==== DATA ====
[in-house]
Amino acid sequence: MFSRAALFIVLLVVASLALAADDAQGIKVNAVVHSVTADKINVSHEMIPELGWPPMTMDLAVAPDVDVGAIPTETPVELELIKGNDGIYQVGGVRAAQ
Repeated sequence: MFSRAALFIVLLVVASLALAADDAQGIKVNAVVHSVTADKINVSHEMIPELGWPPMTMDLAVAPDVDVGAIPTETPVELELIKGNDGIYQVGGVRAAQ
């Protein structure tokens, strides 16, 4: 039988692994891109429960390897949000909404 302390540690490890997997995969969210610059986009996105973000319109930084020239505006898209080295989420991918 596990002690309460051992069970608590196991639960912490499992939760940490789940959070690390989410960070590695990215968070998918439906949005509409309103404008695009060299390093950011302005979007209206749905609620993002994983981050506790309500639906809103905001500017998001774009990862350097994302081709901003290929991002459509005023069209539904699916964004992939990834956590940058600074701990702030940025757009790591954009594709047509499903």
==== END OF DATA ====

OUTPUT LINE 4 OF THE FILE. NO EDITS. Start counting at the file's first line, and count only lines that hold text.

């Protein structure tokens, strides 16, 4: 039988692994891109429960390897949000909404 302390540690490890997997995969969210610059986009996105973000319109930084020239505006898209080295989420991918 596990002690309460051992069970608590196991639960912490499992939760940490789940959070690390989410960070590695990215968070998918439906949005509409309103404008695009060299390093950011302005979007209206749905609620993002994983981050506790309500639906809103905001500017998001774009990862350097994302081709901003290929991002459509005023069209539904699916964004992939990834956590940058600074701990702030940025757009790591954009594709047509499903």